Friday, November 16, 2012

North Panchayats sworn in

MANGAN, 09 Nov: The oath taking ceremony for the newly elected 20 Zilla Panchayat (ZP) and 107 Ward Panchayat (WP) out of 109 WP was held in the presence of ADC (N), P Verma, SDM Mangan, PW Lepcha, ADC Development, RM&DD, CG Bhutia and BDOs of different BACs at Mangan today.
The oath taking programme started with the handing over of certificates to all the Panchayats by the ADC (N) and ADC Development.
ADC, Development, RM&DD, in his address extended greetings to the newly elected panchayats on behalf of the Secretary RM&DD, DR Nepal. He urged all to serve the public and work towards the development of the area in coordination with the public under the guidelines of the Panchayati Raj System and party manifesto.
He also informed that the announcement of the portfolios process will be done after the official notification is received.
The ADC (N) stated that all the Zilla and Ward Panchayats hold valuable responsibilities towards the public and area development. So, every work should be carried out with proper documentation and transparency using their post and power for the benefits of the general public of the area, he added.

Area MLA accepts moral responsibility for NOW! attack, apologises to media

GANGTOK, 09 Nov: Kabi-Lungchok MLA, PHE Minister Thinlay Tshering Bhutia, met with media-persons here at the NOW! office today and owned up moral responsibility for the attack on the NOW! office by party members from his constituency and apologized to media-persons at large for what he insists was an aberration which he himself condemned in the strongest words. The attack on the NOW! office involved the SDF candidate for the Tingmoo-Ghaikhana ward panchayat.
Meeting with the NOW! staff and representatives from Press Club of Sikkim at the NOW! office here this morning, Mr. Bhutia accepted that being the area MLA of the place from where the perpetrators hailed, he took moral responsibility for the incident and regretted that a candidate he had cleared as a panchayat ward candidate of the party indulged in something which went against the ideology and principles of the party.
“If they were not satisfied with any news-report, they should have discussed the matter with the editor and sorted it out, but they chose the wrong way. Vandalizing the NOW! office was wrong,” said Mr Bhutia.
The Minister further informed that not only he, but other senior office bearers of the party were also disturbed by the incident and that the party’s disciplinary committee headed by former Minister KN Rai, the accused in connection with the attack and belonging to the SDF party have been expelled. An official confirmation in this regard has however not come from the SDF party yet.
Reiterating that those involved in the attack should be strictly dealt with by the law, he also assured, as demanded by the journalists, that neither he nor any of his associates in the party will interfere in the due process of law or try to compromise the investigation or prosecution.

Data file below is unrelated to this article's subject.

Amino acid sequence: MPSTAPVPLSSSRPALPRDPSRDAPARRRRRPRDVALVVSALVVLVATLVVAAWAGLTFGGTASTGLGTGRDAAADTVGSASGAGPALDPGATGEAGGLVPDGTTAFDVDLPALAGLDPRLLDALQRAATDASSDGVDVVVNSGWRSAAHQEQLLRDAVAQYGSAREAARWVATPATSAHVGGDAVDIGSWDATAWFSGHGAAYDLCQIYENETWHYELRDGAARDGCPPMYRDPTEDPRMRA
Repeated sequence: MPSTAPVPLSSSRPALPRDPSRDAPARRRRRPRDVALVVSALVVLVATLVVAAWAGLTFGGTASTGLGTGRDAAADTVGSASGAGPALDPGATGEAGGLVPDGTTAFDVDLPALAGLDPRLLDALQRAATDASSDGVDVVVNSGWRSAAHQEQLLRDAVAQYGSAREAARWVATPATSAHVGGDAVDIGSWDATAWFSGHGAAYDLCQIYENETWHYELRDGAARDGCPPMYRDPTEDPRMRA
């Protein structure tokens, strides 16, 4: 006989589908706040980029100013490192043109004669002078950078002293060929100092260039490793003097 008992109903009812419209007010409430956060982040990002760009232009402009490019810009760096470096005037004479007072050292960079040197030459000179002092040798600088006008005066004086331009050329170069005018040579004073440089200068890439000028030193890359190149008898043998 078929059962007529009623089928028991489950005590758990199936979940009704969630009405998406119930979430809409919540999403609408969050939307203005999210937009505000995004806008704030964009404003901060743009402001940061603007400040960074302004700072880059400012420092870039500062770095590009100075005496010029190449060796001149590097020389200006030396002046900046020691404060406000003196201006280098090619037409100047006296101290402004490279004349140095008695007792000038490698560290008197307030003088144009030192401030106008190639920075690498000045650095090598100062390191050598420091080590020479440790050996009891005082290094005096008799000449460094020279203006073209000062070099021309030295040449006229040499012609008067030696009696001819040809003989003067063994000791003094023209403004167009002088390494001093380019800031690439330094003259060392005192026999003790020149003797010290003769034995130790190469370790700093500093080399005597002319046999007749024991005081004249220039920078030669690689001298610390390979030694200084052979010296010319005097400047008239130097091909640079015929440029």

As for reports that his PA [reported in some papers as CA] had tried to seek bail for the accused, Mr. Bhutia clarified that the name mentioned in media-reports as his PA/ CA was not officially attached with him in any capacity and was acting in his private capacity and not representing him or the party in the present context.
An attack on the fourth estate is most unfortunate, the Minister reiterated in conclusion and assured that such an act will not repeat in the future.


3-Star Nepal through to finals
GANGTOK, 09 Nov: Three Star Nepal has secured a berth in the finals of the 33rd All India Governor’s Gold Cup Football Tournament. In the nail-biting semi-final match played at Paljor Stadium today, a brace by Anil Ojha helped Three Star edge past Kolkata’s Bhawanipur Football Club 2-1.
In a series of continuous attacks launched by the Nepal club in the first half, Anil Ojha scored an early lead for Three Star in the 7th minute of the match. Despite many good attacks by Bhawanipur FC the first half ended on the same score of 1-0 in favour of Three Star.
Bhawanipur players led by Jose Barreto made a good comeback in the second half by launching some good attacks on Three Star. The second half also witnessed aggressive game by both the teams. In the 73rd minute, the referee sent Hudson Lima of Bhawanipur FC and Santosh Shahukhala of Three Star off the field.
In the 82nd minute, Nobin Hela scored the equalizer for Bhawanipur FC and 10-men down both the teams played their hearts out to secure a place in the finals. In the 7 minutes additional time, Anil Ojha scored his brace and winning goal for Three Star Nepal.
Apart from two red cards in the match, the match also witnessed the referee flashing yellow cards to Anil Gurung, Bishnu Sunar and Anil Ojha of Three Star and Uttam Debnath and Jose Barreto of Bhawanipur FC.
The second semi-final match will be played between BSF Jallandhar and Mohun Bagan SAIL tomorrow at 2 PM.


GANGTOK, 09 Nov: Convener of the Himalayan Ethnic Lepcha Fashion event 2012, Tshering Wangdi Lepcha informed today that the finale of the grand event showcasing traditional Lepcha outfits and incorporations of new designs is scheduled for Saturday at Manan Kendra. The function starts 4 PM.